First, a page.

It was another very low double at 10lb 3oz - my third low double in as many sessions and all consecutive fish too. It's a strike rate I'd like to keep going! Many's the time when I've been cursed by jacks and can't get near a double.

Something was niggling me though and when I got home I took a look through past catches. Sure enough this was an old friend last caught on Christmas Eve and previously caught in September too. Now you might think that I caught it from the same swim again, but that's not the case. I caught it in an area that I don't often pike fish and is about 100 yards upstream and around a bend from where I last caught it. I feel like this fish is stalking me! The good news is that it continues to put weight on - 2oz heavier this time.

I dedicated the final hour of the day to pike fishing and moved up to the banker area, but it failed me on this occasion. I did very briefly connect with another fish, but it slipped the hooks quickly and I never saw it. Quite often when this happens you can fool them again soon afterwards, but not this time.

Another unsettled week of weather lies ahead, with temperatures dipping away towards the end of the week and frosts likely for next weekend.

Sunday, 4 January 2015

Deja Vu

My first outing of the year was on the Leam. The river was fine and the lowest I've seen it in a while, but the wind was howling through and made for uncomfortable conditions. Thankfully I was able to tether a brolly into position to shield myself from the brunt of it.

In no mood to mess around with float gear, I decided to go for two feeder rods, occasionally sacrificing one for a pike rod. As is usual, fish were topping all across the river while the light levels were low, but they disappeared noticeably as it got brighter.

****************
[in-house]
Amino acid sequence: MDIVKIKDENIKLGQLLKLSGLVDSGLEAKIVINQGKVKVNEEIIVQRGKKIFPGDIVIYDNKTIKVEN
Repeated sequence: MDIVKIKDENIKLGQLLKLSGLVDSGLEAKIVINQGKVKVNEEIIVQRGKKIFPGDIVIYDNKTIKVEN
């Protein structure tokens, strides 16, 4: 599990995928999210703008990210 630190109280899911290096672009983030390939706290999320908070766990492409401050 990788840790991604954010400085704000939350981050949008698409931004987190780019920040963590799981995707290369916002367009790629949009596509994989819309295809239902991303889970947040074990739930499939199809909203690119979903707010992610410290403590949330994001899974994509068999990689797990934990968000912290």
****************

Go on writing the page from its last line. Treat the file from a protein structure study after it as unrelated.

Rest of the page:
Bites were never terribly frequent, but all the action took place early in the session. A handful of silver fish were caught (roach and perch), but nothing above 6oz. My first attempt with the pike rod was more successful though and following the first repositioning of the lamprey bait, the float was doing a dance.

A fairly uneventful fight followed and the fish was quickly in the net. It was a long, lean fish that easily has the scope to be a hefty double, but my instincts were that it was still a single figure fish. Brian helped with the weighing and it just sneaked into double figures at 10lb 1oz.  

When I looked back at my blog, I spotted that it was the same fish that I caught back in September when it was 10lb 8oz. It came from the same spot in the same swim - maybe it doesn't get out much?!

Bizarrely, my last post of 2014 also saw me catching a 10lb 1oz pike from the Avon, that I'd previously caught a few months earlier. I'd much rather have caught a completely different fish though - even if it was smaller.

As I'm sure many fellow bloggers do around this time, I've been reflecting over the past year's fishing. It was pretty slender pickings for me in 2014 and I probably spent less time than ever on the bank. A positive that came from the year was discovering the River Leam. I've still barely scratched the surface and have made loads of mistakes in my approach to it, but there's enough promise to keep drawing me back. It's a beautiful location where you can just get totally away from everything and that's how I like it.

One thing that I intend to do in 2015 is to diversify a little more. I spent too much time on the same waters in 2014. So, I've drawn up a list of venues I want to fish and I'll chip away at it throughout the year. Big rivers, chalk streams, canals, lakes and reservoirs are all featured. Many of them will be new to me and that's all part of the fun.

I've also been busy making a few new floats over the festive season, having received a fresh stock of supplies. It's just something I enjoy doing during quiet times when I can't get out fishing and I've done it for about 5 years now. Some are a little bizarre and experimental, but here's a selection of balsa bodied floats that are waiting for their final coats of yacht varnish. They are a mixture of cane and crowquill.

Apart from pike floats and controllers, I only ever use my own floats now. I'm sure the shop bought articles provide greater flexibility and more of a range, but there's nothing better than using a home-made version where every one is unique and built with quality in mind. They also work out cheaper.

Fishing related presents were thin on the ground this year, but one product I received was the Wychwood Solace Bucket Tool Station.

Thanks to Mick Newey for highlighting it in one his past posts. With the handy outer pockets, it's bang on what I needed. I detached the seat cover from mine as I don't really need it.

As I write this, the rivers are now full of cold water again. Hopefully things will settle down during the week and will allow for some decent fishing by next weekend.